By Meghan Coppinger
The College’s Exploring Economic Justice series invited Jagdish Bhagwati, a prominent economist and professor of economics, law and international affairs at Columbia University, to discuss the benefits of open trade in reducing poverty around the world on Wednesday, March 4.
According to his biography presented at the event, Bhagwati has “authored, co-authored, edited or co-edited over 35 books” and has written and reviewed for many prominent news publications.
The need to combat poverty is grave, Bhagwati said, especially in India, China, Brazil and South Africa. He noted some efforts have been made in developing areas over the last 40 years and many “economic policies have been successful.” With increasingly open trade systems, Bhagwati believes these areas will continue to grow.
Bhagwati spoke of Pope Francis’s mission to refocus global attention on the poor and create a higher quality of life for those in need rather than worry about richer states.
Empathy for the poor, Bhagwati noted, is “man’s most noble instinct.”
Bhagwati spent much of his lecture comparing the Pope’s focus on the poor to the Occupy Wall Street movement. The Pope wants to improve life for impoverished individuals, while the Occupy movement targeted the power of the richest 1 percent of Americans. Many who participated in the rally against the rich, he said, were people protesting the ethics of the wealthy, but had decent salaries and lives themselves.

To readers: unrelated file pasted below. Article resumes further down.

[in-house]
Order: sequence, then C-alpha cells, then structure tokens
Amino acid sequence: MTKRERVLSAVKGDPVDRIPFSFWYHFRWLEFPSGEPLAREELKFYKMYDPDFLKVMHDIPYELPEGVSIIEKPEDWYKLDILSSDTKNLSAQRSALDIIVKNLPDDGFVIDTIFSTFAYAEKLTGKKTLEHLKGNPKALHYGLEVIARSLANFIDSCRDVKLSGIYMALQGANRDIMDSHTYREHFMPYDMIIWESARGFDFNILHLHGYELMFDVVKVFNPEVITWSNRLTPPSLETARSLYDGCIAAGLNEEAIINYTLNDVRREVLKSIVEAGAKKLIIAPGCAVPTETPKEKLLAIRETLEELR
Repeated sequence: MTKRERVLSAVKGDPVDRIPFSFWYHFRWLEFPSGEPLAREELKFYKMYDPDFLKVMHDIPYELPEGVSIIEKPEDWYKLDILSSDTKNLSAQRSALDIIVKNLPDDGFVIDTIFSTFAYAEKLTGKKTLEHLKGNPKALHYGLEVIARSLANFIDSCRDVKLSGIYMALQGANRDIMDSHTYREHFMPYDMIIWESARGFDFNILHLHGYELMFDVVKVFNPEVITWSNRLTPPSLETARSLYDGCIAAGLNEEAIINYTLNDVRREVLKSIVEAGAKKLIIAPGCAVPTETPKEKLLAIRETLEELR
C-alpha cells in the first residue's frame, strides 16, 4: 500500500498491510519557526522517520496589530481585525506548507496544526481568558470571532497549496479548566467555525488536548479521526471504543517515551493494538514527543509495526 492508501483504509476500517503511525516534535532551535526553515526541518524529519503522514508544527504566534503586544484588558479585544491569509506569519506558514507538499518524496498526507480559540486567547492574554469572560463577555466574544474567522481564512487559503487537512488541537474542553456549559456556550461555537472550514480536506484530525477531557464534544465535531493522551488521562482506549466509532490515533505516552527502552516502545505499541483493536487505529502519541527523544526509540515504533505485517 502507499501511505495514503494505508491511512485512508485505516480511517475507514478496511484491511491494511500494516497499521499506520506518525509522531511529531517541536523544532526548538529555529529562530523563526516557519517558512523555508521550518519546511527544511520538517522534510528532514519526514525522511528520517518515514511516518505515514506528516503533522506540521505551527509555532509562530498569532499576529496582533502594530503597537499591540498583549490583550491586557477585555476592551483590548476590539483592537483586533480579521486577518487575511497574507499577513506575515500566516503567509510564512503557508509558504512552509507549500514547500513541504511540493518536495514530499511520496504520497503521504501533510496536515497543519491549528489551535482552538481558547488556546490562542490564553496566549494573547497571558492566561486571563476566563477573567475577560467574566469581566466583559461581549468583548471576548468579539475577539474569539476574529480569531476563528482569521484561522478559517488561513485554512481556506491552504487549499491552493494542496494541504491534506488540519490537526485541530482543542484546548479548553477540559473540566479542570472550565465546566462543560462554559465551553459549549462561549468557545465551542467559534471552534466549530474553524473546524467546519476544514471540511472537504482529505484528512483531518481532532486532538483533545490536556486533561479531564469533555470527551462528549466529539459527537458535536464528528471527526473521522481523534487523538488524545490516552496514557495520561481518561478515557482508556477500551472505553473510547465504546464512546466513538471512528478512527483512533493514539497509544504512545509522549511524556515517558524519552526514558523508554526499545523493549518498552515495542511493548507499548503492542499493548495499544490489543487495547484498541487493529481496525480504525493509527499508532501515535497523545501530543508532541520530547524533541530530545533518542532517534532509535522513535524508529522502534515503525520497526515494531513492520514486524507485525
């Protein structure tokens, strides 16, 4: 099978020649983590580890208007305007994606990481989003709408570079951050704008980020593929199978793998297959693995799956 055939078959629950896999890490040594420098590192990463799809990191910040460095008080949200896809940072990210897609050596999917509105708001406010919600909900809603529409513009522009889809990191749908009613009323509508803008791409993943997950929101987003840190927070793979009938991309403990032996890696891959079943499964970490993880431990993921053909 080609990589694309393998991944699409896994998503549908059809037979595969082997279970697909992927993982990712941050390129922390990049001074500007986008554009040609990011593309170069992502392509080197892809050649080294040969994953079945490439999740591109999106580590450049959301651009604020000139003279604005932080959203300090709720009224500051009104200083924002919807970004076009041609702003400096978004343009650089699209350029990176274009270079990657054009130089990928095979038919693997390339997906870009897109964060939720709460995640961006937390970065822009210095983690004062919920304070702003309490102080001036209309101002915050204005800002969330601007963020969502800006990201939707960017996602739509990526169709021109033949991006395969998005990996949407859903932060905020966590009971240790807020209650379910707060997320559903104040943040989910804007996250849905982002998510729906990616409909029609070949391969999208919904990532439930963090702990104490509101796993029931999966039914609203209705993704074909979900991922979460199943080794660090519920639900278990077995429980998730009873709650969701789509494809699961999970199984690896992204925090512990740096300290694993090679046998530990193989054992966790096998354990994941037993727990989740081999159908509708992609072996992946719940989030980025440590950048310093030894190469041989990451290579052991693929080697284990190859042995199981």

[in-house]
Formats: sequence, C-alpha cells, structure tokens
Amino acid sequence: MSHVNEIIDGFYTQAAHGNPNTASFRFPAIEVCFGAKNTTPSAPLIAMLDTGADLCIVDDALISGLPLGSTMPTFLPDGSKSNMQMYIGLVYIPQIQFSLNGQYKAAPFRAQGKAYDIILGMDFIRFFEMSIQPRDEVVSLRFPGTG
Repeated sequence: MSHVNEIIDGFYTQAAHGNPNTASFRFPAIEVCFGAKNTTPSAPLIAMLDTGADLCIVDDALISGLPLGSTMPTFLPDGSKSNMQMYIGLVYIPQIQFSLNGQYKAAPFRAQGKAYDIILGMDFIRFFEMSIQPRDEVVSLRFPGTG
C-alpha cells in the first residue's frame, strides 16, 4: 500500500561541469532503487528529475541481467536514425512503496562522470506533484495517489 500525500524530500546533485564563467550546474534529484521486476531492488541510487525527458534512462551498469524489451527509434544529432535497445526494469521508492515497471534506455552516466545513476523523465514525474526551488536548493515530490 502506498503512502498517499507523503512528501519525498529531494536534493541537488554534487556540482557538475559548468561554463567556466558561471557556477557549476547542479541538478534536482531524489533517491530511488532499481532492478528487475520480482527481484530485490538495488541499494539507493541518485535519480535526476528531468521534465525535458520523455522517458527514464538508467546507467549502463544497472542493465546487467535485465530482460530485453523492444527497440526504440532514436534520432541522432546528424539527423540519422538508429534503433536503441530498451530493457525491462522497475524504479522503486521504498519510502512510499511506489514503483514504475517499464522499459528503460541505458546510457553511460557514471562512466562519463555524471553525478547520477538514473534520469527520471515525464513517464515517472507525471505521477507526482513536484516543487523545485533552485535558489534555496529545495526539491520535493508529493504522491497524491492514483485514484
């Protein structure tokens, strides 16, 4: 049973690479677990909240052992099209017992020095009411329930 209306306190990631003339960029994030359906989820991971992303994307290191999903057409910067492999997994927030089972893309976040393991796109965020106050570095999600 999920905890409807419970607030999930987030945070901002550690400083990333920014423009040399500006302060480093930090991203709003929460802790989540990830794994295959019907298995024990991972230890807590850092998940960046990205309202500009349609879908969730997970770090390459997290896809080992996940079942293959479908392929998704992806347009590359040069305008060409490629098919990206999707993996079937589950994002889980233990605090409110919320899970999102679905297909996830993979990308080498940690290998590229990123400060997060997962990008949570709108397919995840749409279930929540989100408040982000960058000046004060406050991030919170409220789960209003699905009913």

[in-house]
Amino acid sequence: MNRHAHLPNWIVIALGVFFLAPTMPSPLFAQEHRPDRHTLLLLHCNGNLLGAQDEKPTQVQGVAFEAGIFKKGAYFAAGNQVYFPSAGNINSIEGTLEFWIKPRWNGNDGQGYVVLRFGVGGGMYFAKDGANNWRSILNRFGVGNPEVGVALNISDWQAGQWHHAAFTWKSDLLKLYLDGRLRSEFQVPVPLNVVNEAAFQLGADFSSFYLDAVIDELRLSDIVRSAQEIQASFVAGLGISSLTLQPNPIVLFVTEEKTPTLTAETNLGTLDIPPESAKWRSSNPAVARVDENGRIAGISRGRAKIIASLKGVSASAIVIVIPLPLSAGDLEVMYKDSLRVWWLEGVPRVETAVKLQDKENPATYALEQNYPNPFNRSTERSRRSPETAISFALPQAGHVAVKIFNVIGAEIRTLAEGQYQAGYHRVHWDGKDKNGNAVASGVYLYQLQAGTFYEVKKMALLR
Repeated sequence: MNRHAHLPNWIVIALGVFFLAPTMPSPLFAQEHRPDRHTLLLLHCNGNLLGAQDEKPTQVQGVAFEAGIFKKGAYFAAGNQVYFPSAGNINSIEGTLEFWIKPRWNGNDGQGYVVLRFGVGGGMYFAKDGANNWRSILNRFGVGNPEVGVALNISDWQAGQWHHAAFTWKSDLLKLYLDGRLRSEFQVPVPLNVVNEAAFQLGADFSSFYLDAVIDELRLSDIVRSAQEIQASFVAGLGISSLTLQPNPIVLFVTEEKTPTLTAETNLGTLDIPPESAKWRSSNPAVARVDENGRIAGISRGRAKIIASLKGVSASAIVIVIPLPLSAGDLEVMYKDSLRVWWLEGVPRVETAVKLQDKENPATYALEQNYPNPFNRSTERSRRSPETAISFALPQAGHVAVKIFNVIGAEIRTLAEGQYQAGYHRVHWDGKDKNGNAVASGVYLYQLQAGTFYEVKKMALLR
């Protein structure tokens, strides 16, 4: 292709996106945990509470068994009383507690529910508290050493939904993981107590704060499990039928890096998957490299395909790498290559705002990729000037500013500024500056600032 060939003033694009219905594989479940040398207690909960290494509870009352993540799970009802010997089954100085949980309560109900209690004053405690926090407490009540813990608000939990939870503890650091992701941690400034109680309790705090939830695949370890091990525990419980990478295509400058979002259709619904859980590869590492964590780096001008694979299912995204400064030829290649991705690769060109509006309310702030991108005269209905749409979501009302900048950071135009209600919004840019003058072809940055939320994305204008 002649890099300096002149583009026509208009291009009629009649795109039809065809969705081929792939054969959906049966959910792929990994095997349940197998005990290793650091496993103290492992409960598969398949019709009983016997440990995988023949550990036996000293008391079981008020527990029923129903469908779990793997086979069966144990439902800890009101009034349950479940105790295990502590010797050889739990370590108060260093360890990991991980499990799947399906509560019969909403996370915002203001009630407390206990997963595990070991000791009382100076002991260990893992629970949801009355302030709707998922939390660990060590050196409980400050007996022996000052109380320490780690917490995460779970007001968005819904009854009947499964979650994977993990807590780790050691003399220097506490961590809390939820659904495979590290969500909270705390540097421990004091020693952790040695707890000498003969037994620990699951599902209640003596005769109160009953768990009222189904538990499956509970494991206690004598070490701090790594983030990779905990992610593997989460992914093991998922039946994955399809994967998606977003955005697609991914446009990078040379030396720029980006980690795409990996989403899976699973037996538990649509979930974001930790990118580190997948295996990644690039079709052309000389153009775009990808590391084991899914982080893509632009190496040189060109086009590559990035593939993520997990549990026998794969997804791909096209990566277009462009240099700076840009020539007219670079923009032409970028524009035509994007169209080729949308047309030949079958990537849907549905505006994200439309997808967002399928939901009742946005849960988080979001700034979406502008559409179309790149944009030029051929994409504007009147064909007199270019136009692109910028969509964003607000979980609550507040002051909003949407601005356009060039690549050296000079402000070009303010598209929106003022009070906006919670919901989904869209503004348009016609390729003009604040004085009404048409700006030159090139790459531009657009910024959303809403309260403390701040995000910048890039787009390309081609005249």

“With what credibility, can you take these guys?” Bhagwati said.
Bhagwati called upon the Pope to expand his theories and rethink how living conditions can be improved for the poor. Instead of solely focusing on how the rich can benefit the poor with a trickle-down effect — what he called a “radical strategy” — economists should call for openness in trade which would increase economic growth in poor countries.
“Openness leads to growth, and growth impacts poverty,” Bhagwati said.
He explained further on how this theory would reduce poverty and improve overall quality of life in impoverished areas. The more the economy of a country grows, the more money there is for social spending, Bhagwati said. Social spending, although “not easy” to manage, can be used for funding education and social programs, which are key to overcoming poverty.
After his presentation, Bhagwati opened the floor for more thoughtful discussion and interaction with the audience. He answered questions on mass companies who employ extremely poor workers and economic policies in Latin America.
“People of all majors can benefit not only from being enlightened about economics, but also from the perspective on poverty that Dr. Bhagwati discussed (and) being focused on bringing those in poverty to an acceptable standard of living,” junior communication studies major Hope Peraria said.
Bhagwati encouraged everyone to examine social issues in our modern world and create his or her own conclusions and solutions.
“Look at issues more sharply,” Bhagwati said.